Ped Xing X: Capturing Philippine Democracy

Democracy finds its origins in the ecclesia of Ancient Greece. An Athenian invention, the popular assembly consisted of qualifying male citizens that would get to participate in the politics of the city-state. While this may be an outdated vision of democracy, this still novel idea of governance paved the way for a liberal and open tradition of politics.  Throughout history, numerous parts of the world have made the monumental decision to shift their political regimes from non-democratic ones to democratic. From the first wave of democratization that occurred for the majority of the 19th century came today’s global powers like the US and the UK. Two subsequent waves would later take place thanks to many historic global events such as the end of the Second World War and the beginning of independence for many formerly colonized states. The Philippine’s place in all this remains to be indeterminate as democracy both struggles and succeeds to place a foothold in our society. Democracy was adopted in the country as an adaptation of the United States’ own regime type. Decades later and this noble concept continues to be challenged by parties unforgiving of what it has to offer. The Marcos Dictatorship’s declaration of Martial Law would be a grueling example of a predatory executive that was unwilling to let go of its mighty position. A system “ruled by the people” would simply be unacceptable for this power-hungry regime. The EDSA Revolution in 1986 would become an awakening force that toppled down the oppressors. This light amidst an increasingly dark period in Philippine history would become a shining example of what democracy means to the Philippine people, especially in this end of an era.

The Cory Administration that took control in this new “EDSA Republic” would, later on, be chided for being unable to redefine democracy as the Revolution had envisioned and for bringing back the old system of trapos and political dynasties. This outdated political culture was what rewarded the elite and disregarded the masses. While the 1987 Constitution would acknowledge principle elements of democracy like the origin of authority from the people and would declare its promise to upholding it as a Republic, attaining democracy seems to still remain a challenge.

In the current Duterte administration, previous elements of our government like our judicial independence are under threat and strongholds like civil society are under pressure from the executive. The ousting of former Chief Justice Sereno, an open critic of Duterte, was a blatant move by the government to undermine the power of its Justice System. More than that, voices emanating from the media, what is said to be the fourth pillar of democracy, are being silenced as is apparent in the President’s threat of a non-renewal of ABS-CBN’s contract and his dismissal of a Rappler reporter from Malacañang for “twisted” reporting. Debates have arisen with the many controversial statements and decisions being put out by the administration on what it really means to govern and what exactly is it that the Philippines needs in order to effectively bring itself to development. Duterte’s own strong man style of leadership competes almost directly with the “limited government” approach to democracy. Scholars and citizens continue to ask what exactly entails a Philippine democracy, and what is the best way to achieve it. It bears questioning whether democracy was even right for the country in the first place as it was an inherently Western concept that was only adopted because of our colonizers. What are said to be strong democracies now have also had the time to build themselves up, centuries at most while the Philippines has had less than one. More than that, the kind of party system and form of government that could work well with democracy should also be put under discussion. With the administration making strong moves towards a Federal-Parliamentary state, the country will have to make great strides to keep up with the possible changes.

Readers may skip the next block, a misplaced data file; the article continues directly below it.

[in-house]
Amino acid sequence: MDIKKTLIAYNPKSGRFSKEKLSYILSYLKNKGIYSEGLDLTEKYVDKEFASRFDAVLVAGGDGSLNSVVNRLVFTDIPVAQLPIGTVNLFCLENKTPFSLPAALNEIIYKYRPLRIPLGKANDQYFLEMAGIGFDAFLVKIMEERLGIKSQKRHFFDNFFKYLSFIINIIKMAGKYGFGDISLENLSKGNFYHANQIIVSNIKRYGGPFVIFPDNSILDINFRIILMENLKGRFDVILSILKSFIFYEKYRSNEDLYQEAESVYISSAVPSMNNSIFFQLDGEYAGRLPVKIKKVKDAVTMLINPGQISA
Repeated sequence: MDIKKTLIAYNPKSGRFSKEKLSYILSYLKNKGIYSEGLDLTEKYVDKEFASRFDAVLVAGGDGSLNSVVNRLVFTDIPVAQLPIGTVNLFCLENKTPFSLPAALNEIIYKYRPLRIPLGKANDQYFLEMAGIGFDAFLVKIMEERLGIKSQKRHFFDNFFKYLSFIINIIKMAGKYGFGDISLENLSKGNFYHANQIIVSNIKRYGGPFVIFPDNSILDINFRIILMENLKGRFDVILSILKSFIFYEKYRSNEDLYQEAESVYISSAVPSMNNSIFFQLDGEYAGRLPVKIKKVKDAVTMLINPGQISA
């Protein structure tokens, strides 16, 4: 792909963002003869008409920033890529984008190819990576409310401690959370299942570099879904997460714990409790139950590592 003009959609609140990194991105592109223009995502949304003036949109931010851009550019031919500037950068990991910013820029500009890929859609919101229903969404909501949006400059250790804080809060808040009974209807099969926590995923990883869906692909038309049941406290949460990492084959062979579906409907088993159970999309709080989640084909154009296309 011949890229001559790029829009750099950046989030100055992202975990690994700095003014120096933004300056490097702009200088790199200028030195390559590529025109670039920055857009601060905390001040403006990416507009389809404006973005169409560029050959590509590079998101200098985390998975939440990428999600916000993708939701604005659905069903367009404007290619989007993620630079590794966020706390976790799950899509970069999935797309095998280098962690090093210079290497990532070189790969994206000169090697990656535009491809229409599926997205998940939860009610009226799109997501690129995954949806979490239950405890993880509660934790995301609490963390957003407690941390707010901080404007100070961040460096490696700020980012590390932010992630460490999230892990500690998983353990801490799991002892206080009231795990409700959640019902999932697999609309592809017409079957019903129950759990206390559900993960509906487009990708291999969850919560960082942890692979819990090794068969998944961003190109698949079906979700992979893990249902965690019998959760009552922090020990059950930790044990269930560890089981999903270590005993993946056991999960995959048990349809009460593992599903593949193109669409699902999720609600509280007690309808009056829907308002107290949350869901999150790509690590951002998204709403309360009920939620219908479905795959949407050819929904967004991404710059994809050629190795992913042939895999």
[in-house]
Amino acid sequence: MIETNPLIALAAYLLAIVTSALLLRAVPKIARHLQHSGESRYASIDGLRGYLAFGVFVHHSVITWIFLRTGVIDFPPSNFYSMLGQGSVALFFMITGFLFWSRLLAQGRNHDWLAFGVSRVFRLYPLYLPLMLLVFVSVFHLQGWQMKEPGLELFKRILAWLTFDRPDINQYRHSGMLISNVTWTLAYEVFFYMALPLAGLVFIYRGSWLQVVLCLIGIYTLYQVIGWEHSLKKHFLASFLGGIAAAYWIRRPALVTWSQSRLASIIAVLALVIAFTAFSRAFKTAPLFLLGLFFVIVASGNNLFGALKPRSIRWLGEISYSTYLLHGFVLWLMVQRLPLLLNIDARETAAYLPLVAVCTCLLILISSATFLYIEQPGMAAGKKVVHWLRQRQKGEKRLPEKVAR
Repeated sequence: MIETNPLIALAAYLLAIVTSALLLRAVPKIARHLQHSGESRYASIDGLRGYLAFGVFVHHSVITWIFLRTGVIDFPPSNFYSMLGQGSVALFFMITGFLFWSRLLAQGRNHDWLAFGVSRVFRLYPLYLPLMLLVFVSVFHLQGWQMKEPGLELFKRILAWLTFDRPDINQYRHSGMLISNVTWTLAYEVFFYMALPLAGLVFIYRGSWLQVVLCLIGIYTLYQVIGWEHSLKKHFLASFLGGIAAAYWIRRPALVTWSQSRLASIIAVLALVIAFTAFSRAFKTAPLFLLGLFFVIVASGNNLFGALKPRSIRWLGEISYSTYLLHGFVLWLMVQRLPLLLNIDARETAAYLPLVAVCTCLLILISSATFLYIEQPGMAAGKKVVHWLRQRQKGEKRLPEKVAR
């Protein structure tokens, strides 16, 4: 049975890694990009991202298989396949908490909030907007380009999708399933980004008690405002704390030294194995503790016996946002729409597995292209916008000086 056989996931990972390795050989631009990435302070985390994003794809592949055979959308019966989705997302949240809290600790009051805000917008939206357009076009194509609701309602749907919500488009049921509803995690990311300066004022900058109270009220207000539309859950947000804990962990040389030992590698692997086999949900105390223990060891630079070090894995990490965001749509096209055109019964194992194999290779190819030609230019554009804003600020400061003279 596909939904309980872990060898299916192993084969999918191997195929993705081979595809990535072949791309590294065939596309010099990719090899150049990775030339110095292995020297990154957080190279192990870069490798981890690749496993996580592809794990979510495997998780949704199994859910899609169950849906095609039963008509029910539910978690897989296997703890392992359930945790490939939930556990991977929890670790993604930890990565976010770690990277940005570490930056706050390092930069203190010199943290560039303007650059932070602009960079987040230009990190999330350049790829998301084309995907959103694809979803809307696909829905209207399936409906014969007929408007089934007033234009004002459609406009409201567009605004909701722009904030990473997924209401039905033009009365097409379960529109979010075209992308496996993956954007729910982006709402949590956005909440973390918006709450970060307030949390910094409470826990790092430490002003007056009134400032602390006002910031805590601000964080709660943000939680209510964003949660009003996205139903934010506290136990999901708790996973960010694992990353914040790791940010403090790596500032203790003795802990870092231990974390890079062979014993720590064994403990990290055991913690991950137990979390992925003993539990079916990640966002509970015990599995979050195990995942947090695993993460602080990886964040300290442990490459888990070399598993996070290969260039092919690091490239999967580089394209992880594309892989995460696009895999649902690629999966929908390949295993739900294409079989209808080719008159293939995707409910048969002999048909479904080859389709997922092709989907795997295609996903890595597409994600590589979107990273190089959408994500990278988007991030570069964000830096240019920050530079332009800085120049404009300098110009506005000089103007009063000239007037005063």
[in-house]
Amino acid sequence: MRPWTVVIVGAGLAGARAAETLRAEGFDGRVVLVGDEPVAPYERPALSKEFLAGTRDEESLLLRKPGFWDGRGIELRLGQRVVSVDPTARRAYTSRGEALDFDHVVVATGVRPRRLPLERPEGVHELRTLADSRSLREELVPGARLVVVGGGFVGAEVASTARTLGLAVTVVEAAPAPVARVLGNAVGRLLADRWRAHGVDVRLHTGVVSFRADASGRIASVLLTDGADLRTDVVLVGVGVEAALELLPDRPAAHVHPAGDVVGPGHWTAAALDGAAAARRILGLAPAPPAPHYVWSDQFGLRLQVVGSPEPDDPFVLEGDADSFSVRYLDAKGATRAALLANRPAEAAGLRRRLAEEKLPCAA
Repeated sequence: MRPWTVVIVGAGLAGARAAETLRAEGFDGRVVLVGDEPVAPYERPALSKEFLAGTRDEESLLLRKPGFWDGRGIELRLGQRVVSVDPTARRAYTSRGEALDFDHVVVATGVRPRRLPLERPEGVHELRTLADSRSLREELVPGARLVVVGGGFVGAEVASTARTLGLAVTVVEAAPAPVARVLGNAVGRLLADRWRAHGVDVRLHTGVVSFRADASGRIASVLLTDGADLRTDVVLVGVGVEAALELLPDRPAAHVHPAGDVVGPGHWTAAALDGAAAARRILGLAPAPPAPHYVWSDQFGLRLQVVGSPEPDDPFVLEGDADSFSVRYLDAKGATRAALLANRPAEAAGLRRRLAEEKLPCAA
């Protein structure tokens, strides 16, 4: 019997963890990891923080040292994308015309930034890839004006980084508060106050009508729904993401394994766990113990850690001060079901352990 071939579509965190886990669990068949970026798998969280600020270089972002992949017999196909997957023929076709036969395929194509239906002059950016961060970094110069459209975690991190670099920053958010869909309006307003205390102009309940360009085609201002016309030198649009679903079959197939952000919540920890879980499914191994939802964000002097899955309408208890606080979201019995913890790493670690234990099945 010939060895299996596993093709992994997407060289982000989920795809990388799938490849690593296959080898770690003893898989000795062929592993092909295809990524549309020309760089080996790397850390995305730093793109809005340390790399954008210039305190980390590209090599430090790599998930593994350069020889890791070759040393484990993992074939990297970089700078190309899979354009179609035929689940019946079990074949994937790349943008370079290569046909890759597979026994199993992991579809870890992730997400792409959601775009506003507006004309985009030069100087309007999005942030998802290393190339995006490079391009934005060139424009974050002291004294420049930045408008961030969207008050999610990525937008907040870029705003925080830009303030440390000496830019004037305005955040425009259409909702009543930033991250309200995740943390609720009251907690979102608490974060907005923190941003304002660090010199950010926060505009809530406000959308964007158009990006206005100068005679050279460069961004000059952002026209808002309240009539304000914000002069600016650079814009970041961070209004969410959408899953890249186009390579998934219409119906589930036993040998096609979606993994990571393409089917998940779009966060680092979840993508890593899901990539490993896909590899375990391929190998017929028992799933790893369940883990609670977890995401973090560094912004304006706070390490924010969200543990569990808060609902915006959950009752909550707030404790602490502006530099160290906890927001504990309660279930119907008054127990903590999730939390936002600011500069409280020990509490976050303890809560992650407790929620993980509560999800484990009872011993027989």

These are all discussions on what essentially the country’s political culture entails and how democracy plays a hand into it. With all this, the University of the Philippines Political Society (UP POLSCi), aims to aid in the discussion by running “Ped Xing X: Capturing Philippine Democracy”. Now on its 10th year, this Conference hopes to introduce to the youth the discipline of Political Science by bringing dynamic speakers that could help answer questions on Philippine Democracy. This event also hopes to provide these junior high school students with the skills needed in analyzing socially-relevant issues using different platforms like Speech, Essay-Writing, Quiz Bee, Poster-Making, Photography and Debate competitions. This event is officially sponsored by Badō, Marinducare Foundation, Nescafé and Trampoline Park Philippines, with our official media partner WhenInManila.com and done in partnership with Alpha Phi Omega Eta Chapter, UP Alpha Sigma Fraternity, UP Batangan, UP Organization of Novo Ecijanos, UP Statistical Society, UP Tomo-Kai, UP Volunteers for Children. This Ped Xing Conference is also brought to you by UP Communication Research Society, UP Enkindle, Maroon FM, Philippine Society of Mechanical Engineers and UP Philosophy for Children Society and UP Sigma Beta Sorority Diliman Chapter.  Ped Xing X is set to be held on January 19-20, 2018 at PH 400, Palma Hall, University of the Philippines Diliman.






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